Saturday, 15 July 2006

Sorption, Desorption, and Biodegradation of Alanine in Soil.

Holger Fischer and Yakov Kuzyakov. Univ of Hohenheim, Emil-Wolff-Stra▀e 27, Stuttgart, Germany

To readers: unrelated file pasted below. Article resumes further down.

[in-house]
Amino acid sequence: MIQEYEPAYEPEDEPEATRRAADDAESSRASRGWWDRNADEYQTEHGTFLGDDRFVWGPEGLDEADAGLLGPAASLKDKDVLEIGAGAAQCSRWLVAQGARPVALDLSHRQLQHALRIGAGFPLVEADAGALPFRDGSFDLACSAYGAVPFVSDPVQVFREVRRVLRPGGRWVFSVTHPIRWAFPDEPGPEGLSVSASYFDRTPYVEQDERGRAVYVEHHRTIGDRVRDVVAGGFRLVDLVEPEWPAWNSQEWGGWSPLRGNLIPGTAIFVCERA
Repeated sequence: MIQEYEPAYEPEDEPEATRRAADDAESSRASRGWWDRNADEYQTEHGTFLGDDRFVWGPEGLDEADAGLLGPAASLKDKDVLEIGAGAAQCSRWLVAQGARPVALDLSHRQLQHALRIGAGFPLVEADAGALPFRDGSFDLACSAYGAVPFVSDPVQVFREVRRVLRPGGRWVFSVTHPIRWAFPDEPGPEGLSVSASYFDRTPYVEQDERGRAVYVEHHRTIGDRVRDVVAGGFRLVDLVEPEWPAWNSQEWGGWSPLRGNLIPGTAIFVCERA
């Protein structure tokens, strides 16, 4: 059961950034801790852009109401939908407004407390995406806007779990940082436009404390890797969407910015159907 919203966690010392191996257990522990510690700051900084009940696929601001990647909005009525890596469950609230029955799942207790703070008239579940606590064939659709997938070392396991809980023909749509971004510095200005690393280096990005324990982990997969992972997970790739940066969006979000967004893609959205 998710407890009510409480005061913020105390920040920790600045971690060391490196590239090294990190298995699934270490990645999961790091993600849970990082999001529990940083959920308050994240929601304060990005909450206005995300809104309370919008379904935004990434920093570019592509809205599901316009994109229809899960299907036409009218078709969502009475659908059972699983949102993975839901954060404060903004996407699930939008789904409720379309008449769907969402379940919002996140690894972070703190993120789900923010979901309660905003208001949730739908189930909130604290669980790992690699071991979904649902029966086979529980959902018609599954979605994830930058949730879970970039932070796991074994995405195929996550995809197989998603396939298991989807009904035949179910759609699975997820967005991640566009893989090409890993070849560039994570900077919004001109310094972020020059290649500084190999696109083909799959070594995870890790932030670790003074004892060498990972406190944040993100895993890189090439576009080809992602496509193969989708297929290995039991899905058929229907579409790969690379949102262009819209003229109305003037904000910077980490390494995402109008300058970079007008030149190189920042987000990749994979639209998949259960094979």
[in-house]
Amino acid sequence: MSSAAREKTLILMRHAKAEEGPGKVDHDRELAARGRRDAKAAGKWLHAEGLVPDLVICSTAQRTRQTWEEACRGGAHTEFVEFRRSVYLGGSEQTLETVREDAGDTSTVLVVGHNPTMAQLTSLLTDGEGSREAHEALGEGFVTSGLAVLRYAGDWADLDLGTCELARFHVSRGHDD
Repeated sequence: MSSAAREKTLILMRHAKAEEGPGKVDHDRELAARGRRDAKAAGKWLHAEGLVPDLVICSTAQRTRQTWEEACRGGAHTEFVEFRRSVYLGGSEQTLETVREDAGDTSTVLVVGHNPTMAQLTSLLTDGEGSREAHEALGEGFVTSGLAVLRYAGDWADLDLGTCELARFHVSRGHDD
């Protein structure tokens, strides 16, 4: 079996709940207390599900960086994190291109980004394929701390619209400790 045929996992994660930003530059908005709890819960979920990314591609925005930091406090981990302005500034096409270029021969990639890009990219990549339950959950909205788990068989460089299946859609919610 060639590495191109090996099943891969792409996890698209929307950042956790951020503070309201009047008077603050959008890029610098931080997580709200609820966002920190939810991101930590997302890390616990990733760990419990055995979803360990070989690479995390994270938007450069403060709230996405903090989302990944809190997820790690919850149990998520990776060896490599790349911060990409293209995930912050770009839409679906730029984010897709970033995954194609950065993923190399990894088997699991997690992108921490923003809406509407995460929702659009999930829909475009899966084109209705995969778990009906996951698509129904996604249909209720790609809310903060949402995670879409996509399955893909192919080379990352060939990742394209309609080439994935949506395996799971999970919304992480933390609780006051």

Low Molecular Weight Substances (LMWS), such as amino acids, sugars, and organic acids are released into soil by root exudation or plant and microorganisms residue decomposition. LMWS are subject to a variety of processes: microbial utilization and decomposition to CO2, sorption by mineral particles and soil organic matter, or leaching. Although these processes lead to low concentrations of these substances in soil (about 1 Ámol l-1), LMWS are of great importance in the C- (and N-) cycle due to their high microbial availability contributing to their fast turnover. Despite sorption of LMWS on soil particles strongly reduces their microbial availability, LMWS sorption was investigated only in few studies. Most of them used concentrations higher than occur in soil, and none distinguished between sorption and decomposition simultaneously. We investigated sorption and decomposition of alanine in soil. Because of the low concentrations which have to be used in order to simulate natural conditions, we used 14C uniformly labeled alanine. The experiments were done with 1 g of dried, sieved, and re-moistened loamy soil. Alanine as representative for amino acids was added to soil as 2.5 ml aqueous solution and gently shaken for periods between 10 s and 1 d. Concentrations in the soil solution varied from 0.1 to 1000 Ámol l-1. Radioactivity in the supernatant was measured after centrifugation at 1500 g and represented not absorbed alanine. Using CHCl3, HgCl2, or NaN3 as sterilizing agents allowed separate determination of microbial decomposition and sorption to the soil matrix. After 200 minutes no further biodegradation could be observed. The soil-solution equilibrium was reached after absorption of about 50% of alanine within 150 minutes with 40% of the alanine absorbed already within the first 10 minutes. The sterilizing agents had various effects on alanine degradation. CHCl3 prevents completely microbial mineralization, but was only partly suitable for sorption experiments because of release by cell lysis of similar substances which compete for sorption places. For this reason, a combination of HgCl2 and NaN3 is recommended. Without any sterilizing agents only 20% of the alanine remained in the solution. Consequently, at least 30% of the alanine were microbially decomposed within 3 hours. Comparing sorption of alanine and decarboxylated alanine we conclude, that the sorption of amino acids is mainly controlled by amino-group. At soil solution concentration of 1 Ámol l-1 alanine sorption of about 0.7 Ámol kg-1 soil for both, alanine and decrboxylated alanine was observed. The desorption experiment was carried out in two steps, first with deionised water, then with 0.01 M CaCl2 solution. Desorption with water showed that about 10% of the sorbed alanine were absorbed only slightly, whereas two thirds of this absorbed amount were decomposed in non-sterilized soil. Subsequent desorption with CaCl2 showed that another 10% of absorbed alanine were absorbed at cationic exchange places, with 80% of this amount decomposed in the non-sterilized variant. We conclude that sorption of alanine is faster than its microbial decomposition and that this sorption is irreversible.

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